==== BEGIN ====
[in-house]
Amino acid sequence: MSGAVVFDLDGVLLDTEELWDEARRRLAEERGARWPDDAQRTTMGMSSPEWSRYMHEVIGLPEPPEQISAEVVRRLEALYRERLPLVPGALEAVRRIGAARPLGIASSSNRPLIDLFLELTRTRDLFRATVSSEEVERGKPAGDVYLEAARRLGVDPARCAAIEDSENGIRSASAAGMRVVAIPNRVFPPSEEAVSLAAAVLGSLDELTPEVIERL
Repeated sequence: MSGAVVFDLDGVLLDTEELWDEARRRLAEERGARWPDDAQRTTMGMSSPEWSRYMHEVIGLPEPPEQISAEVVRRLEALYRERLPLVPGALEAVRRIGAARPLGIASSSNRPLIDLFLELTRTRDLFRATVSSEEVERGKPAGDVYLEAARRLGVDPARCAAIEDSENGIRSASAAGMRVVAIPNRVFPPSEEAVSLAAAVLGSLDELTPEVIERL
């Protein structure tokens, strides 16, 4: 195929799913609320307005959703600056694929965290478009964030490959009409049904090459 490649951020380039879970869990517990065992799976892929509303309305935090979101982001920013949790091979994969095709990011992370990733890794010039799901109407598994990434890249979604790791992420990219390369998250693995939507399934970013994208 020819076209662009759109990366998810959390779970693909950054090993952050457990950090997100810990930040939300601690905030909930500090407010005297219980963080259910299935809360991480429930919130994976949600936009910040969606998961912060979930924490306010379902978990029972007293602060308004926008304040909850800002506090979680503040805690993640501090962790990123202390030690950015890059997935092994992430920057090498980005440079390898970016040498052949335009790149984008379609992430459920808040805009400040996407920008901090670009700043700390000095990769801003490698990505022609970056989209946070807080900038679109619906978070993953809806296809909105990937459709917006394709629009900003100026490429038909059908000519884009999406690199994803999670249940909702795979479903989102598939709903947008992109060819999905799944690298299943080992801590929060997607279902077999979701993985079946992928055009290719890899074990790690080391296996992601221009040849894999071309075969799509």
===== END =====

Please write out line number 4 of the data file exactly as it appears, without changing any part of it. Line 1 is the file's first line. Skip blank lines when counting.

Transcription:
């Protein structure tokens, strides 16, 4: 195929799913609320307005959703600056694929965290478009964030490959009409049904090459 490649951020380039879970869990517990065992799976892929509303309305935090979101982001920013949790091979994969095709990011992370990733890794010039799901109407598994990434890249979604790791992420990219390369998250693995939507399934970013994208 020819076209662009759109990366998810959390779970693909950054090993952050457990950090997100810990930040939300601690905030909930500090407010005297219980963080259910299935809360991480429930919130994976949600936009910040969606998961912060979930924490306010379902978990029972007293602060308004926008304040909850800002506090979680503040805690993640501090962790990123202390030690950015890059997935092994992430920057090498980005440079390898970016040498052949335009790149984008379609992430459920808040805009400040996407920008901090670009700043700390000095990769801003490698990505022609970056989209946070807080900038679109619906978070993953809806296809909105990937459709917006394709629009900003100026490429038909059908000519884009999406690199994803999670249940909702795979479903989102598939709903947008992109060819999905799944690298299943080992801590929060997607279902077999979701993985079946992928055009290719890899074990790690080391296996992601221009040849894999071309075969799509």